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Wednesday, March 11, 2020

The story of Bugatti post-war comeback with its Type 101

Despite the company glory years of success during the 1920s and 1930s, both on and off the racing track, turn out Bugatti should be entered into difficult years postwar in the long and exhaust disarray. It started when a tragedy happened, Ettore's heir, talented and creative Jean Bugatti, died in a tragic testing accident in 1939, making them all feel sad and devastated. At the same time, the company was ruined apart physically, managerially and financially as a result of the raging of the 2nd World War in Europe.
The one-off Bugatti Type 101 'Berline' with the chassis number 101.500 is designed by Louis Lepoix and then constructed by the German coachbuilder, Karosseriebau Hermann Spohn. (Picture from: http://bit.ly/3aunMwK)
While Ettore Bugatti himself was isolated in Paris shortly after war's end. He was judged a belligerent by the postwar French government because of his Italian citizenship and stripped of his property. The climax, when he died in 1947, at only age 58, split everything that could be recovered from the Bugatti's enterprise into two camps along the lines of the families of his two marriages.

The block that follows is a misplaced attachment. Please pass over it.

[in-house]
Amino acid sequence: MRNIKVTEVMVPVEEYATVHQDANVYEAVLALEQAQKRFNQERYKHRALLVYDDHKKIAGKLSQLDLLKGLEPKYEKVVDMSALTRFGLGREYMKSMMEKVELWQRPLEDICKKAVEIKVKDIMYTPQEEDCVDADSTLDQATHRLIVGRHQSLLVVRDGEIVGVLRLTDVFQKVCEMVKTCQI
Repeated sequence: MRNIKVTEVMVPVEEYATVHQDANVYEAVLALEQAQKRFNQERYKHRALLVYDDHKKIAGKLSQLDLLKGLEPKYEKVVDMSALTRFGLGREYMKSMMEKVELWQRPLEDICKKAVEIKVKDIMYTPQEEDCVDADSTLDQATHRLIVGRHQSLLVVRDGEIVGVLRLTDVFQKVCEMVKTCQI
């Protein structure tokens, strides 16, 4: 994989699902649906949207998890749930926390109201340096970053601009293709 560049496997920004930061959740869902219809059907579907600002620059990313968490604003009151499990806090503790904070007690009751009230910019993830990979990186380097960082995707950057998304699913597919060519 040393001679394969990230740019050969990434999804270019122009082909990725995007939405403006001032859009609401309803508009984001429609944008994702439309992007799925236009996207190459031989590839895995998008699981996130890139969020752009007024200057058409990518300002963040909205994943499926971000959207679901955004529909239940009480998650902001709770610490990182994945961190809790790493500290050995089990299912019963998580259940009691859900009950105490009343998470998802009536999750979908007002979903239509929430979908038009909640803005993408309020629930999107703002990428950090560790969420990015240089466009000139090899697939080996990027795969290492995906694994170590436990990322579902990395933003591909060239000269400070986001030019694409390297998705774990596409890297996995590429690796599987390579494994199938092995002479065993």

The prototype of Bugatti Type 101 'Berline' 4-doors saloon was built based on a prewar chassis of Type 57. (Picture from: http://bit.ly/3aunMwK)
Meanwhile besides families, workers, and designers who previously had worked under the guidance of Le Patron to the onset of the war felt that's also were their responsibilities to help the company to get out of these difficult times and seem had spurred them to make the allure Bugatti automobile emerged again and respected in the world's automotive.
This early model of Bugatti Type 101 'Berline' 4-doors saloon with the chassis number of 101-500 was only one unit ever built and now sat on display at the Cité de l’Automobile in Mulhouse. (Picture from: http://bit.ly/39An5lz)